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Glob Adv Health Med. 2014 Nov;3(6):42-8. doi: 10.7453/gahmj.2014.059.

Innovation in diabetes care: improving consumption of healthy food through a "chef coaching" program: a case report.

Author information

1
Institute of Lifestyle Medicine, Department of Physical Medicine & Rehabilitation, Harvard Medical School, Joslin Diabetes Center, Boston, Massachusetts (Dr Polak), United States.
2
Working Together for Health, Belmont, Massachusetts (Ms Dill), United States.
3
Center For Integrative Health and Wellness, Joslin Diabetes Center (Dr Abrahamson), United States.
4
Institute of Lifestyle Medicine, Department of Physical Medicine & Rehabilitation, Harvard Medical School, Joslin Diabetes Center, Boston, Massachusetts (Dr Pojednic), United States.
5
Institute of Lifestyle Medicine, Department of Physical Medicine & Rehabilitation, Harvard Medical School, Joslin Diabetes Center, Boston, Massachusetts (Dr Phillips), United States.

Abstract

in English, Chinese, Spanish

Nutrition therapy as part of lifestyle care is recommended for people with type 2 diabetes. However, most people with diabetes do not follow this guideline. Changing eating habits involves obtaining knowledge and building practical skills such as shopping, meal preparation, and food storage. Just as fitness coaches use their specific knowledge base in fitness to enhance the effectiveness of their coaching, credentialed chefs trained as health coaches might combine their culinary expertise with coaching in order to improve clients' food choices and lifestyles. This report documents the case of a 55-year-old white male physician, single and living alone, who was recently diagnosed with type 2 diabetes and reported chronic stress, sedentary behavior, and unhealthy eating habits. He participated in a chef coaching program of 8 weekly one-on-one 30-minute coaching sessions via Skype delivered by a chef trained as a health coach. During the first five meetings, the patient's goals were primarily culinary; however, with his success in accomplishing these goals, the patient progressed and expanded his goals to include other lifestyle domains, specifically exercise and work-life balance. At the end of the program, the patient had improved both his nutritional and exercise habits, his confidence in further self-care improvement, and his health parameters such as HgA1c (8.8% to 6.7%; normal <6.5%). We conclude that chef coaching has the potential to help people with diabetes improve their practical culinary skills and implement them so that they eat better and, further, has the potential to help them improve their overall self-care. We intend to further develop chef coaching and assess its potential as we learn from its implementation.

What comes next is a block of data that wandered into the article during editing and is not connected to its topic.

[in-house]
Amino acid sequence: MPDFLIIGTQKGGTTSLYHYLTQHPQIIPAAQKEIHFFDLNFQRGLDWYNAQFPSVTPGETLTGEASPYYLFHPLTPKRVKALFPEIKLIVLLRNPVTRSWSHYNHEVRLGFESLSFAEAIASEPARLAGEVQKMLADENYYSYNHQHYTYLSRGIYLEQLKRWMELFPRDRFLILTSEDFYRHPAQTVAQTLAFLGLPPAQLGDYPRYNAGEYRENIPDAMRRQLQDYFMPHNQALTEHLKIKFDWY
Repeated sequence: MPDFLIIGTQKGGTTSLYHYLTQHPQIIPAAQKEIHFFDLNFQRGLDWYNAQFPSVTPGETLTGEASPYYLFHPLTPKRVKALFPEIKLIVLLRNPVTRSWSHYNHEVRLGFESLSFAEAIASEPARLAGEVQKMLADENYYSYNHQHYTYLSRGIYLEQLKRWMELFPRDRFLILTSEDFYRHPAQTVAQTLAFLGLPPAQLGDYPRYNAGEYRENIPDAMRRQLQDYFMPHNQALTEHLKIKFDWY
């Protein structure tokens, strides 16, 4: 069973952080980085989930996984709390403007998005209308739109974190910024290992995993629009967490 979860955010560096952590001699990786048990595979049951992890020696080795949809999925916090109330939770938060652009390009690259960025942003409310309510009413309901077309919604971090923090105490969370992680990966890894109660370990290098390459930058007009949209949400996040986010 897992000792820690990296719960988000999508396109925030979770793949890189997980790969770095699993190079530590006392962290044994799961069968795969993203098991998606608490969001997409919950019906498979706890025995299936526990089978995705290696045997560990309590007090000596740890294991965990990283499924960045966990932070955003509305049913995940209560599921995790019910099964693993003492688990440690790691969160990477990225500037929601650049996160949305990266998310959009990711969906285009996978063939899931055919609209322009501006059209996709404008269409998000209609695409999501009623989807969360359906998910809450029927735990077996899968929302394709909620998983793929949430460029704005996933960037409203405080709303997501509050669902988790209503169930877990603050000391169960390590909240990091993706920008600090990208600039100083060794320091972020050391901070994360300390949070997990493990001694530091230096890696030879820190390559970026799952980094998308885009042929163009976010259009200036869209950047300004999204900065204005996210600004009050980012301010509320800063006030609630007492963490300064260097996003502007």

KEYWORDS:

Coaching; cooking; diabetes; lifestyle; self-care

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